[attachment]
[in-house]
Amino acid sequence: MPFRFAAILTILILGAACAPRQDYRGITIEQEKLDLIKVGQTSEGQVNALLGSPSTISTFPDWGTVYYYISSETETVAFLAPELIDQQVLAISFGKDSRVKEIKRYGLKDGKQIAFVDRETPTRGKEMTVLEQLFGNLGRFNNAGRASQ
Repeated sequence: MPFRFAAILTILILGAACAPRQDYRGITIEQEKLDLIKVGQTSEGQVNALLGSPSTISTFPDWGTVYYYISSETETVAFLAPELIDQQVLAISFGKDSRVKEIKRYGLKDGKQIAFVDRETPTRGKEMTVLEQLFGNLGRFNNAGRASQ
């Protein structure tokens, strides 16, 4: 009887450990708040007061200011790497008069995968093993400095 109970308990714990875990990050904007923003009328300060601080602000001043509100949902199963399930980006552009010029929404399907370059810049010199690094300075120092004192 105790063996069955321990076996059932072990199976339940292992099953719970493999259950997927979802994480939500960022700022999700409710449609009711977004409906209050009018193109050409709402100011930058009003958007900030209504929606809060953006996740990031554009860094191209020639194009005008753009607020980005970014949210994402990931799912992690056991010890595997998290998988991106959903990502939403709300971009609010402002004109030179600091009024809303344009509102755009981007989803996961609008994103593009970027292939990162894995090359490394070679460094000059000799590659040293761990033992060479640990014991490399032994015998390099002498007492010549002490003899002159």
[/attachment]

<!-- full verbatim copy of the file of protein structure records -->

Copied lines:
[in-house]
Amino acid sequence: MPFRFAAILTILILGAACAPRQDYRGITIEQEKLDLIKVGQTSEGQVNALLGSPSTISTFPDWGTVYYYISSETETVAFLAPELIDQQVLAISFGKDSRVKEIKRYGLKDGKQIAFVDRETPTRGKEMTVLEQLFGNLGRFNNAGRASQ
Repeated sequence: MPFRFAAILTILILGAACAPRQDYRGITIEQEKLDLIKVGQTSEGQVNALLGSPSTISTFPDWGTVYYYISSETETVAFLAPELIDQQVLAISFGKDSRVKEIKRYGLKDGKQIAFVDRETPTRGKEMTVLEQLFGNLGRFNNAGRASQ
């Protein structure tokens, strides 16, 4: 009887450990708040007061200011790497008069995968093993400095 109970308990714990875990990050904007923003009328300060601080602000001043509100949902199963399930980006552009010029929404399907370059810049010199690094300075120092004192 105790063996069955321990076996059932072990199976339940292992099953719970493999259950997927979802994480939500960022700022999700409710449609009711977004409906209050009018193109050409709402100011930058009003958007900030209504929606809060953006996740990031554009860094191209020639194009005008753009607020980005970014949210994402990931799912992690056991010890595997998290998988991106959903990502939403709300971009609010402002004109030179600091009024809303344009509102755009981007989803996961609008994103593009970027292939990162894995090359490394070679460094000059000799590659040293761990033992060479640990014991490399032994015998390099002498007492010549002490003899002159």